Alexandra Shaforost - owner, founder, managing director of "Society with Natural Taste # 1"
City: Moscow (originally from Crimea)
Family: son Mark, 9 years old
Education: Executive Edu - Harvard; MB– INSEAD; BA - NJCU
Career: Senior Marketing and Business Strategy Manager, EADS, Paris-Moscow; consultant to Value Partners (spin-off Mckinsey
in Italy), Rome – Moscow; Vice President of Jones Lang LaSalle, Moscow
Perfume: Cuir d'Ange, Hermes
Clothing brand: Maison Margiela, Prada, Loft design by…, COS, True Religion
Shoes: Prada, Saint Laurent, Premiata
Cosmetics:Shiseido, Sysley, LaurMercier, Bobbi Brown
Hobby: Alpine skiing, sunbathing with a book
Recreation areas: Paris, Singapore, California West Coast
Alexandra could easily become the heroine of Marie Claire, even without the history of her own business. We love them like this: a classic example of self-made. Originally from the Crimea, at the age of 19 she came to America, started by washing floors in order to earn a bus ticket to the university, and at 28 she was already a top manager. At 35, with an MBA at the prestigious French business school INSEAD, studies at Harvard and experience in top positions in London, New York, Singapore, Rome and Moscow, Alexandra decides to drop everything and devote herself to her newborn son. And three years later, he began to bake cookies at home, which in a few months were already sold throughout the country. Either thanks to experience, or thanks to intuition and a strong internal need (Shaforost's son was allergic to white sugar, and there were almost no tasty and healthy alternatives in Moscow), plus the fashion for healthy lifestyle,- but the project went off. Now it is not only the "Marc 100% Natural" biscuits and granola named after his son, but also several types of healthy snacks and instant oatmeal "Marc & Fiss".
Alexandra made an appointment for me in the center - at the Doublebee coffee shop on Bolshaya Bronnaya. She has a loft apartment nearby, and in this cafe, in addition to selected coffee, her cookies are also sold. I tried it: the taste is subtle, slightly unusual, but I ate a box of buckwheat cookies with lemon instantly. Even though the ingredients contain honey, it is completely savory! Alexander comes up with recipes herself, and approaches the selection of ingredients as a perfectionist: organic flour from the Altai Territory, Bashkir honey, wild lingonberries from Siberia, sugar cane from Mauritius, Belgian dark chocolate without preservatives and flavors, etc. The history of this startup is also exemplary - indicative. Alexandra, having set herself the goal of building a transparent business on the model of the Western, started small. She baked small portions of cookies at home and distributed her son to the kindergarten. Having received positive reviews, I began to bake in the kitchen at a restaurant with friends and gradually go out to suppliers. To reduce costs, a tender for packaging design was held over the Internet among independent designers, including students. Personally, I have people who find the drive to dramatically change their lives, arouse interest and respect. Alexandra did not disappoint.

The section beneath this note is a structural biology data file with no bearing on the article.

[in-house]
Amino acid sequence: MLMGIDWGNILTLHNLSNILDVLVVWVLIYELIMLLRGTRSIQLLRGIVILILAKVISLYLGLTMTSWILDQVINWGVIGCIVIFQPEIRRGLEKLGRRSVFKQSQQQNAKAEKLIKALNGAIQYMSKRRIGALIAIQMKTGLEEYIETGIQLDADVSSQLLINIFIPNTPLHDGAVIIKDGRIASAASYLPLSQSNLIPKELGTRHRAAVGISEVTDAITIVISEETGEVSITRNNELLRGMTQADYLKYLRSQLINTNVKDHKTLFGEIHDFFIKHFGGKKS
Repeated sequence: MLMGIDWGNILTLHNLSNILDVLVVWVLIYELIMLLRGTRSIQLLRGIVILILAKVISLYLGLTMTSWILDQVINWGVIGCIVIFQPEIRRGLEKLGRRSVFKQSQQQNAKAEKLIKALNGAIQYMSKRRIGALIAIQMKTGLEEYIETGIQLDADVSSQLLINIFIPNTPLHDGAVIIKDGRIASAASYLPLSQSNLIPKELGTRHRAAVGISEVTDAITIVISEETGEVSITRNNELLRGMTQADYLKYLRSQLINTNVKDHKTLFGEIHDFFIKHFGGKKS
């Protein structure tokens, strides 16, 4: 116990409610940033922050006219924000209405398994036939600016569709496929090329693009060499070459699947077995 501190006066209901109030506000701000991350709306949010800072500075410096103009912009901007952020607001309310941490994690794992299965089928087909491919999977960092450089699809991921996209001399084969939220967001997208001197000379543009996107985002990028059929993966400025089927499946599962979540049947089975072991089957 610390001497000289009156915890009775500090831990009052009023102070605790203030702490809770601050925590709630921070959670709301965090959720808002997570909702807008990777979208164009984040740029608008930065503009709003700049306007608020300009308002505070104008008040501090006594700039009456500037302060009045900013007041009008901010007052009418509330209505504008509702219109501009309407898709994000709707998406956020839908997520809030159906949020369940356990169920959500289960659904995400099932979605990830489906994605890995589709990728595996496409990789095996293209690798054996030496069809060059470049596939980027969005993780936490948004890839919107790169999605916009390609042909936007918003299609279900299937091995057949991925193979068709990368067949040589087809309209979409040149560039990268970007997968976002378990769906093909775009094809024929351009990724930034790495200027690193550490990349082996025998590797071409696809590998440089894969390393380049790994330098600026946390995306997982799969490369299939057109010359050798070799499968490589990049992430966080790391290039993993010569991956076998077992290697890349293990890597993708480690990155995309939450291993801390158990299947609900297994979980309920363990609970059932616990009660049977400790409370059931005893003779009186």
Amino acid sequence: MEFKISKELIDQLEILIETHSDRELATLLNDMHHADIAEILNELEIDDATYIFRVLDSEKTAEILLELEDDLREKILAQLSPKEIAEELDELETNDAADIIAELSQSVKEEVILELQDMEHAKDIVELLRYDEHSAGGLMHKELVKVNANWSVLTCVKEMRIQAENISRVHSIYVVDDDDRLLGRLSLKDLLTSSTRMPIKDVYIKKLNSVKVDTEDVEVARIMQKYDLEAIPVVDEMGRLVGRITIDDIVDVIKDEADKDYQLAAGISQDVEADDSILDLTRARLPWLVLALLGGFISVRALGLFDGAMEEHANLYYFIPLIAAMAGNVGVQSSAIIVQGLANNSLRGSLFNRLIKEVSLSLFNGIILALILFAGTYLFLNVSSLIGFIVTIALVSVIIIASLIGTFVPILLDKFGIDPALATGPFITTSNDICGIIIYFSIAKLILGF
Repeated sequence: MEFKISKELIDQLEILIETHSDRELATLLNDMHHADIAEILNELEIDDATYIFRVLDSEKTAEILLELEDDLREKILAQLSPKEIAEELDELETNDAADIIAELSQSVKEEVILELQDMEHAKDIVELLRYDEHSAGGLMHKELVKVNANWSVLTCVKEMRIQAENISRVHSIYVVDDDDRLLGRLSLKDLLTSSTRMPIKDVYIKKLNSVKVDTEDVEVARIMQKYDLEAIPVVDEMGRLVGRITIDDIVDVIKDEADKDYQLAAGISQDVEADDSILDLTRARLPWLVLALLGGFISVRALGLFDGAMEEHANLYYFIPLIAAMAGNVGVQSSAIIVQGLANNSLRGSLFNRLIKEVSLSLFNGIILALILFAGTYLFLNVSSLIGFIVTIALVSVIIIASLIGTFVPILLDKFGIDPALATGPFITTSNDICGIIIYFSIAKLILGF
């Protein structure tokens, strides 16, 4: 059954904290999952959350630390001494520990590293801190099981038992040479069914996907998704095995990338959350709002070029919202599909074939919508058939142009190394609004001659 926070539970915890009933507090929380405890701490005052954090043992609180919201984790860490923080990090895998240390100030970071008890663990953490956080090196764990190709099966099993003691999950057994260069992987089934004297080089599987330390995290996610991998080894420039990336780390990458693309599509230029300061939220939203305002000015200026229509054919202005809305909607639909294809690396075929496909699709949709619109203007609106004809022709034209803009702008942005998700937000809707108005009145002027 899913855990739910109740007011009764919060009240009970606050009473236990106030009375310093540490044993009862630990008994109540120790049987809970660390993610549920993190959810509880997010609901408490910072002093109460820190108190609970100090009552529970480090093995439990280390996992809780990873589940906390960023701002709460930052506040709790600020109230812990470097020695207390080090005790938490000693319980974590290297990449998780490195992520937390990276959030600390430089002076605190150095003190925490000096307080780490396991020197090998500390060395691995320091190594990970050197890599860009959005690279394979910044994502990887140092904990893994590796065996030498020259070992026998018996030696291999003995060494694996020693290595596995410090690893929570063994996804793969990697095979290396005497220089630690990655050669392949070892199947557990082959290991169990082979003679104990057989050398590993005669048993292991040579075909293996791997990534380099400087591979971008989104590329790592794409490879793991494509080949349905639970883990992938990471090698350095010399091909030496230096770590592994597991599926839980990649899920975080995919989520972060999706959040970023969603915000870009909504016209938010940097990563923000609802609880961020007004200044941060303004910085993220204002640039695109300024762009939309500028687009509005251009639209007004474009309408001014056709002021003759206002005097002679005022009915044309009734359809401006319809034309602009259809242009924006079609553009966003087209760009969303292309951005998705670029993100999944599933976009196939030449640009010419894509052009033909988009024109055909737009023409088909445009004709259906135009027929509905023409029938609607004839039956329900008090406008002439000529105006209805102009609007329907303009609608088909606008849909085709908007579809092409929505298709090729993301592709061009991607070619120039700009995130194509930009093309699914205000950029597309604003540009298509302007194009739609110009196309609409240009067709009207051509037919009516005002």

MC: Many people dream of their own business. Your story is an example of a rather rare rapid success today. Uncover the cards: how to repeat your feat?
Alexandra Shaforost: Successful business takes a long time. It is better to divide any idea into small parts, into small projects. Then it's much easier to get started.
MC: What if you have a brilliant idea, but you don't know anything about the industry?
A. Sh.: First, you need to conduct a market research. Second, know your core competence. This is your strong point, the core that sets you apart from others. You may not know anything about the industry, but feel that the topic is close. Then you need to immerse yourself in it intensively. And all the rest is better to give to professionals. I am a big fan of outsourcing. In our company, for example, accounting, logistics, lawyers, mass production - all this is done by people outside the company. My task was to select partners whom I could trust.
MC: How many people do you have in your team?
A. Sh.: There are four people in the company itself. There are six more outsourced kitchens. There are also two factories with which we cooperate. And a few more drivers, a group of accountants, but they're all out of state.